What was your response when you knew your story was going to be turned into a film?
It has been ridiculous really. It’s quite amazing and sometimes I still have trouble understanding how it has all happened. It’s also a testament to story telling and it shows that there is a real love of stories. As well as feeling lucky, it is nice to see a story you’ve written get a new life in a film. I think Brian Percival was the right guy for the job as the director. He’s such a genuine person who knows how to create great moments. It is all a bit surreal, but I think this book has had a life of its own. It’s the best way I can put it. It sort of drags me along with it.
How happy were you with the choice of Canadian actress Sophie Nélisse as Liesel?
She is wonderful and I’m going to tell you an interesting story. I saw Sophie in another movie, MONSIEUR LAZHAR, and I thought, “She’d be great as Liesel.” My wife said, “You must tell Brian and the producers.” So we asked my agent to send them an email about Sophie, which she did. Then when I met Brian, he showed me her audition video and she was great. I thought, “I hope she gets the part.” And she did. From the moment I walked on set and saw her, she was Liesel. I believed everything she said and everything she did. I think you fall in love with her straight away.
How involved were you in the film?
I looked at the script. But I wasn’t too involved and that has been a relief because the book has already involved ten years of my life. I think it was important for me to be able to hand it over and give it to Brian and say, “Now it’s your turn. I want you to make this your own and make it beautiful and make it into something you really want it to be.”
What discussions did you have with Brian about the movie?
I can tell you about one really good conversation in Chicago, when we were coming down a lift at The Steppenwolf Theatre Company. They produced a play of The Book Thief last year. Brian and I watched it together and then we had a chat afterwards. Brian said, “I’m not going to let you down.” That was a beautiful moment for me because he could have just said, “It was great meeting you, see you later,” but he showed me the sort of person he is. That gave me a huge amount of confidence in him. Not that I needed it, I kind of already felt it, but it was a really good affirmation.
Were you on the set of the film in Berlin?
I was in Berlin for four or five days. It was fantastic. They did everything right. It was great that they didn’t make the movie in a back lot in Hollywood somewhere. They took the story to Germany, where that piece of history lives and breathes. That was a testament to the filmmakers’ respect of the material and the time period in which it is set.
Were there any memorable moments?
I was there with my wife Dominika and my two kids, Kitty who’s seven and Noah who is three. We sat on the steps of 33 Himmel Street together. It makes me a bit emotional thinking about that day because it was really special. There was fake snow on the ground and the kids were throwing it at each other. That made it real for me. That’s when I thought, “This is all happening.” It was great meeting all the actors. Sophie is so sweet. Geoffrey asked me loads of questions about the book and the songs that Hans plays on the accordion. He was talking about a lot of details, to the point at which I was thinking, “Geoffrey knows the book better than I do!” Geoffrey is so revered in Australia of course and it was a privilege meeting him, because we are both Australian. It was great meeting Emily too. She has kids of a similar age to mine so we had a lot in common. When we left the set I said to her, “I really want to thank you for taking this on” and she gave me a big hug and said, “This is the sort of story that makes me want to do what I do for a job.”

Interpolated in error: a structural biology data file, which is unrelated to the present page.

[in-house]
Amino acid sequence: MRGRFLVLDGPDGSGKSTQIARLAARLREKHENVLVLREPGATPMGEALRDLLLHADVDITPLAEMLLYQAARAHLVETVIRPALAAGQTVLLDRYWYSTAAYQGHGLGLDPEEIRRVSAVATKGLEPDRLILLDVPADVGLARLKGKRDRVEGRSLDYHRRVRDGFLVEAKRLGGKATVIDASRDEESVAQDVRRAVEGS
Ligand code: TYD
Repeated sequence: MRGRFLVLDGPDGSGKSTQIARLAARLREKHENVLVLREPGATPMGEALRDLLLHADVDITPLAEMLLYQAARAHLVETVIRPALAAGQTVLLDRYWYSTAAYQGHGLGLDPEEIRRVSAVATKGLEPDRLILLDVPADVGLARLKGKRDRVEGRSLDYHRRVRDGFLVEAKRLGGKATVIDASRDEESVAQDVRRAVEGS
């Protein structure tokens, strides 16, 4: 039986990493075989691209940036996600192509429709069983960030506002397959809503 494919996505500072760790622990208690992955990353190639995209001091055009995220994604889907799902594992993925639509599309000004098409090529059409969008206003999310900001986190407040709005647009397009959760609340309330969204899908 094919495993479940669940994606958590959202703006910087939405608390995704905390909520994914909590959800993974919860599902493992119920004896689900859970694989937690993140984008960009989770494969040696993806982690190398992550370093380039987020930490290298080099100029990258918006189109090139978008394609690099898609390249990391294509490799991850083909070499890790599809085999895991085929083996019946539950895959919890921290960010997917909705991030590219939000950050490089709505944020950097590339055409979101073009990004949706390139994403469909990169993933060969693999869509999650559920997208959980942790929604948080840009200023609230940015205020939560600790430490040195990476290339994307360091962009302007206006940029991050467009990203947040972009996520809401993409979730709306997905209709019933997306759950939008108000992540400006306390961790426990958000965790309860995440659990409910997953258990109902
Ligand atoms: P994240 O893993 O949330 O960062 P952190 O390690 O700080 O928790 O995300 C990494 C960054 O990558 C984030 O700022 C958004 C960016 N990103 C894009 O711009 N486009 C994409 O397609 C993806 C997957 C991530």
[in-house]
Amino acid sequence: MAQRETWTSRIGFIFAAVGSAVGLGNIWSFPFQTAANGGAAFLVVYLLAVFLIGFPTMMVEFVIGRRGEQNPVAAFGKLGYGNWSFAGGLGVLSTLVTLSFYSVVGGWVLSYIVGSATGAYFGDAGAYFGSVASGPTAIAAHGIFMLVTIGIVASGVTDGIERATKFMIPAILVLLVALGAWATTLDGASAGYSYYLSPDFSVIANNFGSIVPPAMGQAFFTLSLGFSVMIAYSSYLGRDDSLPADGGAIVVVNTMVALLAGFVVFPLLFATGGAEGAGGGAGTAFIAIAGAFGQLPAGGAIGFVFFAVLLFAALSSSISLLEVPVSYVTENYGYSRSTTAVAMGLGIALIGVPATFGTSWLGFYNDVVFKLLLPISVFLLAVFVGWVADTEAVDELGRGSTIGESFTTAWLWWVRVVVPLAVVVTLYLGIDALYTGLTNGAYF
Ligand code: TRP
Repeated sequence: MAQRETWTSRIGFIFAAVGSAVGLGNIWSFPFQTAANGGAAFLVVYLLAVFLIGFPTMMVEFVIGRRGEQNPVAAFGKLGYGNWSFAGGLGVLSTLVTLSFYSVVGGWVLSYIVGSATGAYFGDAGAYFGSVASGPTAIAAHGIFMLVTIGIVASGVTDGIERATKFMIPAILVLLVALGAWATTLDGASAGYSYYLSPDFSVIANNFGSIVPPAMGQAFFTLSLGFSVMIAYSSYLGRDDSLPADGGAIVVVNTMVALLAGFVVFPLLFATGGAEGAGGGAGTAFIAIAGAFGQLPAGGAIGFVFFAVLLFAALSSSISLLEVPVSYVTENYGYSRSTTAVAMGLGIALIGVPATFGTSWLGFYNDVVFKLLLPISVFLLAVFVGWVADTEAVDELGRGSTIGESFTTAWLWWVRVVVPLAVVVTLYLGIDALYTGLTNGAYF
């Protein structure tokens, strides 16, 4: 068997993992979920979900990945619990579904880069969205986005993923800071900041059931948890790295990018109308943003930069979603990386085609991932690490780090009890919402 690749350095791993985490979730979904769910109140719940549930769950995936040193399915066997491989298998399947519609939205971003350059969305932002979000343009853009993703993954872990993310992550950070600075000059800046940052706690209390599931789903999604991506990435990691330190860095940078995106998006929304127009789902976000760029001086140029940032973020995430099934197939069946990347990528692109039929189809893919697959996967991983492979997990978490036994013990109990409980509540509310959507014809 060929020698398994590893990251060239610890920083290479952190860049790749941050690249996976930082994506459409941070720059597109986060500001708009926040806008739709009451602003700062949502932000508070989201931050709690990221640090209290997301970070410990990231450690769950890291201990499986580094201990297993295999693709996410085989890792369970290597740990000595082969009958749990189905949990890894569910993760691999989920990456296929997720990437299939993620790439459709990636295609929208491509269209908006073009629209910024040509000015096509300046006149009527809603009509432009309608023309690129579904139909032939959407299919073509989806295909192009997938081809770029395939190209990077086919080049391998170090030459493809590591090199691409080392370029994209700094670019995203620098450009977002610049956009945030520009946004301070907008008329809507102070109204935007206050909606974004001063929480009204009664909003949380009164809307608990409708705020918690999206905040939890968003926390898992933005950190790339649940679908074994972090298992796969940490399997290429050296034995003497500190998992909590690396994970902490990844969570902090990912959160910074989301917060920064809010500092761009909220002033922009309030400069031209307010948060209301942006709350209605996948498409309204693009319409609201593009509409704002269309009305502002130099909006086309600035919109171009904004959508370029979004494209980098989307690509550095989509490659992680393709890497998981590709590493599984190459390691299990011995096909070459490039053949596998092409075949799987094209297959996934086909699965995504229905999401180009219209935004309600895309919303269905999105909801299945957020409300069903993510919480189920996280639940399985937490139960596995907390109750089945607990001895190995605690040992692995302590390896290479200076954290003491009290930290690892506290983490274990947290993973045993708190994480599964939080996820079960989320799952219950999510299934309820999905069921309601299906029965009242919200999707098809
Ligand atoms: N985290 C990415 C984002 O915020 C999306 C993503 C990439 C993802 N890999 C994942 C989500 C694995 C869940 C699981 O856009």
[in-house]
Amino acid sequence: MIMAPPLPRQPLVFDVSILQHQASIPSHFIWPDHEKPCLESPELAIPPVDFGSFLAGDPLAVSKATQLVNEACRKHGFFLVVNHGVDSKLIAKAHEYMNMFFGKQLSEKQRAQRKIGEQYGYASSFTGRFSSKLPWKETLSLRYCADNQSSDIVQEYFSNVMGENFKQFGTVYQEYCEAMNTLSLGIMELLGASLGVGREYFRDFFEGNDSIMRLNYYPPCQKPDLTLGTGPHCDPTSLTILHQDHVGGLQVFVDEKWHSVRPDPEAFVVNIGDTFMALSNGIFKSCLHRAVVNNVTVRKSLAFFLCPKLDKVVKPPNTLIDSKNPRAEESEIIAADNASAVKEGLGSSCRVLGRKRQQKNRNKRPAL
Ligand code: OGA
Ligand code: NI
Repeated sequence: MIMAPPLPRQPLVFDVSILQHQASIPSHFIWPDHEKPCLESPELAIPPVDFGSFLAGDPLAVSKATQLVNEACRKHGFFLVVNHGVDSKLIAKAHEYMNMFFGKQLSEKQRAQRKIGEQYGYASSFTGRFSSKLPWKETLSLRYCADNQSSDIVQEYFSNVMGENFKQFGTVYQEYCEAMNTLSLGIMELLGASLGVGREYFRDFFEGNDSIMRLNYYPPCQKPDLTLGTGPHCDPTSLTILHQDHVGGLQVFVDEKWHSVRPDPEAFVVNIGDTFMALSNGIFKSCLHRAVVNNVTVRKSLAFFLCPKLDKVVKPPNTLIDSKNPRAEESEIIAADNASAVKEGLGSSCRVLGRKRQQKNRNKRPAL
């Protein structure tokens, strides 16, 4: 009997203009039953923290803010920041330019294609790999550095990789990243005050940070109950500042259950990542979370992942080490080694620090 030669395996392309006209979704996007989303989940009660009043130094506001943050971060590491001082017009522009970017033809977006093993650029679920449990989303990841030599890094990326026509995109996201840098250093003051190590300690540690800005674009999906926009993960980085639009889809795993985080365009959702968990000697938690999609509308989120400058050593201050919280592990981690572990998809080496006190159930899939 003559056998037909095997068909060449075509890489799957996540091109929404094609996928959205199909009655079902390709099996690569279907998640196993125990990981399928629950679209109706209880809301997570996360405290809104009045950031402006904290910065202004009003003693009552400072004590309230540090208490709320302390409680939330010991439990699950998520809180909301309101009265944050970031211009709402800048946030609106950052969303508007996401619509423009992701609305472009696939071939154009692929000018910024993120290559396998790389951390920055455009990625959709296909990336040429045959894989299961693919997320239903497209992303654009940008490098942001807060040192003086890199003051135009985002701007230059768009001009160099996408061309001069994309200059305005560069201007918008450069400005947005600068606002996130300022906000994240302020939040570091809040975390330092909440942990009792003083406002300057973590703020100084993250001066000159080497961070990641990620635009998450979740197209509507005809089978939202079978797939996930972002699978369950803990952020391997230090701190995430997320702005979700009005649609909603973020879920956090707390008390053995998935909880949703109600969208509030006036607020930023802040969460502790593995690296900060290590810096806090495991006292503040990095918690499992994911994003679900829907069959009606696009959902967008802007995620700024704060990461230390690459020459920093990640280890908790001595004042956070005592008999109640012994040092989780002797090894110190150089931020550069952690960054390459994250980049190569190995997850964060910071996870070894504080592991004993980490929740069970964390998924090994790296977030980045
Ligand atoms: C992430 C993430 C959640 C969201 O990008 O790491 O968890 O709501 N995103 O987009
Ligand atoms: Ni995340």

Was Himmel Street how you imagined it in your head?
I don’t think it is exactly how I imagined it because that’s impossible. But it was in the spirit of what I wrote. I feel the film has the same heart as the book.
How much do you enjoy your work as a writer?
There’s nothing else that I have ever wanted to do. When I was a teenager I decided I was going to be a writer and that nothing was going to stop me. It sounds almost villainous. But I knew that was what I wanted. When I read a great novel, there’s that magic act of believing something even though you know it’s not real. I’ve been a writer since I was 16. I didn’t get published until I was 24. I know that sounds crazy. The Book Thief came out the year I turned 30. It took three years to write it.
What are you working on right now?
I’m working on a book called Bridge of Clay. It’s about a boy building a bridge with his dad. It’s probably a more ambitious book than The Book Thief. It is set in a city and a country that is never specified. But to me the city is Sydney.
What books have inspired you?
I love all of S. E. Hinton’s books like The Outsiders and Rumble Fish. I love a lot of American authors to tell you the truth. I really like What’s Eating Gilbert Grape by Peter Hedges. I love the movie as well. My Brother Jack is a great book, by Australian writer George Johnston. There’s also a book called The Half Brother which I love, by the Norwegian writer Lars Saabye Christensen. There are so many books I like. I’ll kick myself when I leave and remember lots more I should have told you about!
Finally, what would you say audiences can look forward to in THE BOOK THIEF?
I think people will fall in love with the characters from the moment they see them on the screen: from Liesel and the foul-mouthed Rosa, to Max, to Rudy, and Hans. The film is about people making courageous decisions in the face of great danger and having the will to survive. It is a story about loving books and what books really mean to people. If the movie brings more people to books, and not just to my book, but to all books, that would be great.